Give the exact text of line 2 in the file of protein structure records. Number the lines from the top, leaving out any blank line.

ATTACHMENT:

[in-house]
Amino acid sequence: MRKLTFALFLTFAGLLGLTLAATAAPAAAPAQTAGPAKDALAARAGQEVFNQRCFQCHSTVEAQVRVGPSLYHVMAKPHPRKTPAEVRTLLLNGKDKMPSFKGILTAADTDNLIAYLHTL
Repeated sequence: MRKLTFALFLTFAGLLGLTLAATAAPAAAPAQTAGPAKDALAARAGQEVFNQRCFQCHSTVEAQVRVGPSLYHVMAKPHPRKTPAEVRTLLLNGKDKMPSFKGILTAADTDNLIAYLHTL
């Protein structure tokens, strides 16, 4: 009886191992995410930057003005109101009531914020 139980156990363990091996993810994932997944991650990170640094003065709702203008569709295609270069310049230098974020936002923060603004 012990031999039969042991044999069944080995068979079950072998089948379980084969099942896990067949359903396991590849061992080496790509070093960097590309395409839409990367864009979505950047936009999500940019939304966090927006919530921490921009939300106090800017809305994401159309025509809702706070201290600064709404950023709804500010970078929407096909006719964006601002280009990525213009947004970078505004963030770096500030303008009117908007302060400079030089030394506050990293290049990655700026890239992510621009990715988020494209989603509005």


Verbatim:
Amino acid sequence: MRKLTFALFLTFAGLLGLTLAATAAPAAAPAQTAGPAKDALAARAGQEVFNQRCFQCHSTVEAQVRVGPSLYHVMAKPHPRKTPAEVRTLLLNGKDKMPSFKGILTAADTDNLIAYLHTL